A radical reformation of economics education: educating real world economists

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Please cite the paper as:
Jack Reardon, (2013), A radical reformation of economics education: educating real world economists, World Economics Association (WEA) Conferences, No. 2 2013, The economics curriculum: towards a radical reformation, 3rd May – 14th June 2013

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5 responses

  • Anieta Lewis says:

    The views expressed by thus author are tremendoudly valuable. I have similar concerns about the “scientific” attributes of economics, by which lecturers steeped in neoclassical ideologies have elevated this subject within the family of social sciences. In light of the meteor of economic turmoils, why are we still lugging the old ball and chain? If so-called theories and laws have proven (dare I say) false, why are they still being taught and with such rigour to boot!?

    It was, least to say, an initially bewildering experience when I commenced post graduate studies in Development economics to have much of the so-called theorems taught to me in undergrad turned on their heads. Thank God for one of my very radical lecturers. This allowed me to see economics not as the “sin qua non” solution to human development challenges, but as a part (and not necessarily the most important part) of the solution.

    I have given up expectations of working at my country’s Central Bank. I have not been sufficiently indoctrinated and my brain does not allow me to confine my thinking to the countless models and useless conditionalities that certain international lending institutions impose on my country, which have no means of resolving the woes (economic and otherwise) which we presently face.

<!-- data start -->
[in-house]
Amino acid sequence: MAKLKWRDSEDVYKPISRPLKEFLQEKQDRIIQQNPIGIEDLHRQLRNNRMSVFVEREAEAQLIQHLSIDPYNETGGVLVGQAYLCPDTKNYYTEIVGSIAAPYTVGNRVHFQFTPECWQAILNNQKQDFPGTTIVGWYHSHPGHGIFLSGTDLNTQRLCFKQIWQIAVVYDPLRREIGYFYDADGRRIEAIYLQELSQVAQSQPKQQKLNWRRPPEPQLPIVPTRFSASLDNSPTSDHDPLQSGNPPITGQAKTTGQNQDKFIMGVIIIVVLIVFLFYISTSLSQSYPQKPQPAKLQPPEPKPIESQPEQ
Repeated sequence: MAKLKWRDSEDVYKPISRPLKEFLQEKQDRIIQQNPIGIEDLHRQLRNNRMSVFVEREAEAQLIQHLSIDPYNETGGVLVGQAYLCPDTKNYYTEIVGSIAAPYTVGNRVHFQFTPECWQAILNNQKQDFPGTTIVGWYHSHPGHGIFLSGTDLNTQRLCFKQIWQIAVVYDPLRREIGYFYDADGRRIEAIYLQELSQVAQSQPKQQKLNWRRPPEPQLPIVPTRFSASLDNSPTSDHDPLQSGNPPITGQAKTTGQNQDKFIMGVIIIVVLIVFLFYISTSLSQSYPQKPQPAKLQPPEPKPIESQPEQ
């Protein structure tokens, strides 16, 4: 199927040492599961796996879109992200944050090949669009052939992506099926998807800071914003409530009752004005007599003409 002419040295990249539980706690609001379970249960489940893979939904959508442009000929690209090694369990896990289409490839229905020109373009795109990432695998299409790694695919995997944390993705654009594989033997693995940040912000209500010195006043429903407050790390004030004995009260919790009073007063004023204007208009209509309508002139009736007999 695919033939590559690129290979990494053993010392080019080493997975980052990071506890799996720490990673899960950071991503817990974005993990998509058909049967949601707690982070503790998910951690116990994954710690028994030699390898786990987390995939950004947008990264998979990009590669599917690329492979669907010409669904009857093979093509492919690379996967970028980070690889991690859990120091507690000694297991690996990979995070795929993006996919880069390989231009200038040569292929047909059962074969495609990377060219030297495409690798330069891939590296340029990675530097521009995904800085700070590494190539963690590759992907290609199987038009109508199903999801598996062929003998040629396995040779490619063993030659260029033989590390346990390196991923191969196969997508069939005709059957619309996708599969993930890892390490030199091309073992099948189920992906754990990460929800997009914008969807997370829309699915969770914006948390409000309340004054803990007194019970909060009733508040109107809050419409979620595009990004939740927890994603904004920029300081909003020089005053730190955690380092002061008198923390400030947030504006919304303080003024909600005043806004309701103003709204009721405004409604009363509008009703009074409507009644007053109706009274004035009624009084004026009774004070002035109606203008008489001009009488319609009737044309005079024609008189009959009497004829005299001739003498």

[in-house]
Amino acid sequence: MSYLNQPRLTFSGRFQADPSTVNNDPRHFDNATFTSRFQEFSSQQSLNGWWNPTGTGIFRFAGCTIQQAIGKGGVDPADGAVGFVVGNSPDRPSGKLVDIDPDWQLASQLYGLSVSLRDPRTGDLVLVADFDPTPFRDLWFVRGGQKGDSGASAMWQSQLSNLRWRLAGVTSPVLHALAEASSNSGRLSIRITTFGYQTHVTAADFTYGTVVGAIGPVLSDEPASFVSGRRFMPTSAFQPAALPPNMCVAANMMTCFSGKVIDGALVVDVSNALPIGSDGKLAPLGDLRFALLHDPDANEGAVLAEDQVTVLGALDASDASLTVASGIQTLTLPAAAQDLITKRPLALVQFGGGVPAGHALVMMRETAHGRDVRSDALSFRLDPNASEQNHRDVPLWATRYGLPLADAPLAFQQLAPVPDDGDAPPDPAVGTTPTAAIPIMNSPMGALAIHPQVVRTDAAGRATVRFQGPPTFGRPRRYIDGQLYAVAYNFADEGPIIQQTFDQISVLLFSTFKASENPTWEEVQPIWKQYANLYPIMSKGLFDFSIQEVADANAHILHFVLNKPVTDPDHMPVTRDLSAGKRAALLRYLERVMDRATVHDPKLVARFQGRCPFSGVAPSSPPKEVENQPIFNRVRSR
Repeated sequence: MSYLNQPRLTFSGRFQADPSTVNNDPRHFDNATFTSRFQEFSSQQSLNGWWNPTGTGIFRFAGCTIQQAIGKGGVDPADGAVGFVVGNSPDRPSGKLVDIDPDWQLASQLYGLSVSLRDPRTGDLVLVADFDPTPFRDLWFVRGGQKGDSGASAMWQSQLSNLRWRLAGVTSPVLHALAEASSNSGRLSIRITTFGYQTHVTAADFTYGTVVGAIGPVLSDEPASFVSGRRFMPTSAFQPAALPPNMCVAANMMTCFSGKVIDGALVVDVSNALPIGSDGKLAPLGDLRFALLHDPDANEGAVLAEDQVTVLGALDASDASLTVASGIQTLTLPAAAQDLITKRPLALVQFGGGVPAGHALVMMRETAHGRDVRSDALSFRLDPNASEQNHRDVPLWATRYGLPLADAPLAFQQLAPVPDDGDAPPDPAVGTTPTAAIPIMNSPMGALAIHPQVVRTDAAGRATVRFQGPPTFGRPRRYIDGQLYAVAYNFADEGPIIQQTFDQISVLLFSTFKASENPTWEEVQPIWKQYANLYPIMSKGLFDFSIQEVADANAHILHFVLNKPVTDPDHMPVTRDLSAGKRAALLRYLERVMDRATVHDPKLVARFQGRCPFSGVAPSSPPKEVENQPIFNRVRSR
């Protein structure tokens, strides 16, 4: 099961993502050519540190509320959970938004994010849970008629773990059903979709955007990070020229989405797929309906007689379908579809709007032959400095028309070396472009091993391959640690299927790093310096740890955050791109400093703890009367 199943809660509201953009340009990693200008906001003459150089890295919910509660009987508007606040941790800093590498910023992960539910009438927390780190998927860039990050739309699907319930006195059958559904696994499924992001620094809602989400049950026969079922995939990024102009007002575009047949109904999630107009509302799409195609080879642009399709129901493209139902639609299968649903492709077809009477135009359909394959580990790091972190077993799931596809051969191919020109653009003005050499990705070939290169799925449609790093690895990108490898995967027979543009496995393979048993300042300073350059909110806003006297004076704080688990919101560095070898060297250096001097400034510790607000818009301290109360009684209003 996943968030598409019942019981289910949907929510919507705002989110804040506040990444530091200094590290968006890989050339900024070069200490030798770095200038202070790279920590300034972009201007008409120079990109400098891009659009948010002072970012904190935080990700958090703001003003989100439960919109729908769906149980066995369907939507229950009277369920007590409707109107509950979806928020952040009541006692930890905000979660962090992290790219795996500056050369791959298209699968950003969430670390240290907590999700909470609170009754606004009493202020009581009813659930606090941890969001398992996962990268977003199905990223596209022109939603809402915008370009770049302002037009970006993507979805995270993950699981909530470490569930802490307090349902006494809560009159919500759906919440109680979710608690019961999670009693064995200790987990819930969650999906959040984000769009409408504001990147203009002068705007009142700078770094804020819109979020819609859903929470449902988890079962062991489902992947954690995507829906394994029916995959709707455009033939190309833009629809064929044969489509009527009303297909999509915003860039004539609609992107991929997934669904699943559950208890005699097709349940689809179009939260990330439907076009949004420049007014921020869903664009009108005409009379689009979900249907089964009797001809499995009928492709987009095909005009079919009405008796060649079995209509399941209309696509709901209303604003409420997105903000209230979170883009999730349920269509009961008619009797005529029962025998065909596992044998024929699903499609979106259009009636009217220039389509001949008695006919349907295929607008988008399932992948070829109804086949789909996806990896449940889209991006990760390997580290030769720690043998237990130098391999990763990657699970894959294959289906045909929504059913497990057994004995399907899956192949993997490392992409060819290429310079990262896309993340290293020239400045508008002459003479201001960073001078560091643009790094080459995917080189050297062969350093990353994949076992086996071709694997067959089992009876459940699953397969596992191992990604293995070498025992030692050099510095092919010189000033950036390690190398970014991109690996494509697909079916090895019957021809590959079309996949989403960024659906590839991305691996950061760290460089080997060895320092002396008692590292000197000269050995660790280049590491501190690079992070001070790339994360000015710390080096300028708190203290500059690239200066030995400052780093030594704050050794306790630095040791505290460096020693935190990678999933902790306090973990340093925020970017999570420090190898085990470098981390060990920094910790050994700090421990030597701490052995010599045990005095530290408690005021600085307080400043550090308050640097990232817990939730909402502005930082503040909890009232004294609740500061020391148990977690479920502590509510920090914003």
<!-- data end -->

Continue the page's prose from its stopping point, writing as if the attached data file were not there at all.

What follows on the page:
If institutions of learning are desirous of graduating economists who are impassioned to work to ameliorate human suffering, then engendering critical thinking must be the first order of business and this cannot not be through forced/robotic familiarisation with economic models and theories.

  • Sean Pascoe says:

    Don’t throw the baby out with the bath water!

    As an applied economist I have found that much of the neoclassical framework is still very relevant. Rather than trying to be all things to all people and having a single monopoly on “the solution”, economists should work more with other disciplines. Rather than capturing political science and sociology ideas within economics, work with social scientists and political scientists. This will quickly find any holes in the neoclassical framework (as well as holes in the other disciples’ thinking – they also are not immune to criticism), and together a good solution can be found that draws on the best of all of the disciplines. The debate across disciplines gives a better outcome than any single viewpoint.

    The main strength of (neoclassical) economics is the theoretical foundation. This is a starting point however, not necessarily the final word. The main problem with neoclassical economics is not the subject matter, but the practitioners who are in-transient and hence give the subject the unsavoriness that is apparent in the article. “Real world economists” (as the article calls us) are by necessity flexible and adaptive – recognizing when neoclassical models work and when they don’t. Discarding the foundations, however, leave us in a vacuum where there is nothing solid to start from. So I argue that neoclassical economics is a fundamental part of any economics degree. University degrees are too short to cover everything a “real world economist” needs to know, so the best thing we can teach our students is to be receptive to other ideas, and not get trapped in a dogma if it doesn’t work.